A Geography of Blood by Candace Savage
Unearthing Memory from a Prairie Landscape

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The vagaries of Stegner’s reputation aside, Savage is firmly grounded in a kind of pantheism — a mode of belief dominant in nature writing in Canada — and an attachment to aboriginals as witnesses of that pantheism.
-National Post arts

Synopsis

•Finalist, Hilary Weston Writers’ Trust Prize for Non-Fiction

When Candace Savage and her partner buy a house in the romantic little town of Eastend, she has no idea what awaits her. At first she enjoys exploring the area around their new home, including the boyhood haunts of the celebrated American writer Wallace Stegner, the back roads of the Cypress Hills, the dinosaur skeletons at the T.Rex Discovery Centre, the fossils to be found in the dust-dry hills. She also revels in her encounters with the wild inhabitants of this mysterious land-three coyotes in a ditch at night, their eyes glinting in the dark; a deer at the window; a cougar pussy-footing it through a gully a few minutes' walk from town.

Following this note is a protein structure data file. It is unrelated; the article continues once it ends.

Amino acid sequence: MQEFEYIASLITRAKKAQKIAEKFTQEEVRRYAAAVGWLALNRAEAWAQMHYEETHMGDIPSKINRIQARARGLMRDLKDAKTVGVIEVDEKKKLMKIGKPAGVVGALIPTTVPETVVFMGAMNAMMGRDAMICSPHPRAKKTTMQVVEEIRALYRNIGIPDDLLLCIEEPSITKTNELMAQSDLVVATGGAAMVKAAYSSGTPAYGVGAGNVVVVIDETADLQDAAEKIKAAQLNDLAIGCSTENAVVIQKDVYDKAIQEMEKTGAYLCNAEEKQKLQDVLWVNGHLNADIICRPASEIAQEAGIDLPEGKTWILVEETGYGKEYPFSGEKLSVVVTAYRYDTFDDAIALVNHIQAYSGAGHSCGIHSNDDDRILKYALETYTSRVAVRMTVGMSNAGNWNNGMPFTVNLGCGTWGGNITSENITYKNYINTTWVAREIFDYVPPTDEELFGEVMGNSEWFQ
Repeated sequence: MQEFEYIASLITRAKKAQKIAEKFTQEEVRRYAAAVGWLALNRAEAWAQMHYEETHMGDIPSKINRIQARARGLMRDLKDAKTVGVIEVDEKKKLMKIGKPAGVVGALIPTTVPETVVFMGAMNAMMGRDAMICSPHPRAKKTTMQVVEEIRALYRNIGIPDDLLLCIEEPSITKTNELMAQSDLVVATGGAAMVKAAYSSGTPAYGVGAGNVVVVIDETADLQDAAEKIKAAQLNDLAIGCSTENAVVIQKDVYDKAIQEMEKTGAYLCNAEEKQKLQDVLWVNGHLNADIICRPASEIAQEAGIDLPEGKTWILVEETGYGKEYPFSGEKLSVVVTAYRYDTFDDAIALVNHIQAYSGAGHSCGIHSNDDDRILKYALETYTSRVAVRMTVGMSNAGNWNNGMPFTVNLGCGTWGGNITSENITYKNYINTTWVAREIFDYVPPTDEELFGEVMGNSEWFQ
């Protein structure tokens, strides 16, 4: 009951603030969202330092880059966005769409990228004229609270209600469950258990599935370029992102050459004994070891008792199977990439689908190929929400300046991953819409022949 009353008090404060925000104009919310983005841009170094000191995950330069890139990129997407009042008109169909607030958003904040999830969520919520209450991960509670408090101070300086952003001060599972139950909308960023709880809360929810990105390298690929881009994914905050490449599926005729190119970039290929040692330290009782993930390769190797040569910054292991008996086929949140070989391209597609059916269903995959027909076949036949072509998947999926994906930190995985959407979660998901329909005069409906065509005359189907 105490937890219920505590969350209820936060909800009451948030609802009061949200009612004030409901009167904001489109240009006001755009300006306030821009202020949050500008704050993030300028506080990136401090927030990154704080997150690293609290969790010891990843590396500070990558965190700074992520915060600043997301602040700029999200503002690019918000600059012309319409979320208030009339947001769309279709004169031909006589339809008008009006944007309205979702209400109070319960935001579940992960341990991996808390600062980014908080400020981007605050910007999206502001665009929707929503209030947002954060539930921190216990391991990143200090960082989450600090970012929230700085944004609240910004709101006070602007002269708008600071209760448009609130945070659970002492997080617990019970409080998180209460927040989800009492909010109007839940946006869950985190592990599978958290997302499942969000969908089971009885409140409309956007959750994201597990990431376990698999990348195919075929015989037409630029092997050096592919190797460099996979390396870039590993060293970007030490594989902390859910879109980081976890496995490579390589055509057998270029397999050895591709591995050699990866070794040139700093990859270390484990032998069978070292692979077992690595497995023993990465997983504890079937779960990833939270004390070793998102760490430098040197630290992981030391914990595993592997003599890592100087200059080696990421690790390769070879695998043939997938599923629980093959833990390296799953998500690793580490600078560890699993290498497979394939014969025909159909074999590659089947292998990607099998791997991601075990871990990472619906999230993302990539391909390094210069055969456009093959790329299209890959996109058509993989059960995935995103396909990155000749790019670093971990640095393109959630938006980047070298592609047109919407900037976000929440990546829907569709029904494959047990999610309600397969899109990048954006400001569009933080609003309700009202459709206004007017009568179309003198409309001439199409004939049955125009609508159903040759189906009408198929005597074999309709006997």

But as Savage explores further, she uncovers a darker reality-a story of cruelty and survival set in the still-recent past--and finds that she must reassess the story she grew up with as the daughter, granddaughter, and great-granddaughter of prairie homesteaders.

Beautifully written, impeccably researched, and imbued with Savage's passion for this place, A Geography of Blood offers both a shocking new version of plains history and an unforgettable portrait of the windswept, shining country of the Cypress Hills.
 

About Candace Savage

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Candace Savage is the author of numerous internationally acclaimed books on subjects ranging from natural history and science to popular culture. She is the author of the best-selling natural history titlesBird Brains: The Intelligence of Crows,Ravens, Magpies and JaysandPrairie: A Natural History, for which she won two Saskatchewan Book Awards and a Gold Medal fromForeWord Magazinein 2004. She is also a frequent contributor to numerous periodicals, includingCanadian Geographic. She lives in Saskatoon, SK.
 
Published August 4, 2012 by Greystone Books. 226 pages
Genres: Biographies & Memoirs, History, Nature & Wildlife, Science & Math, Political & Social Sciences. Non-fiction
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National Post arts

Above average
Reviewed by Philip Marchand on Sep 07 2012

The vagaries of Stegner’s reputation aside, Savage is firmly grounded in a kind of pantheism — a mode of belief dominant in nature writing in Canada — and an attachment to aboriginals as witnesses of that pantheism.

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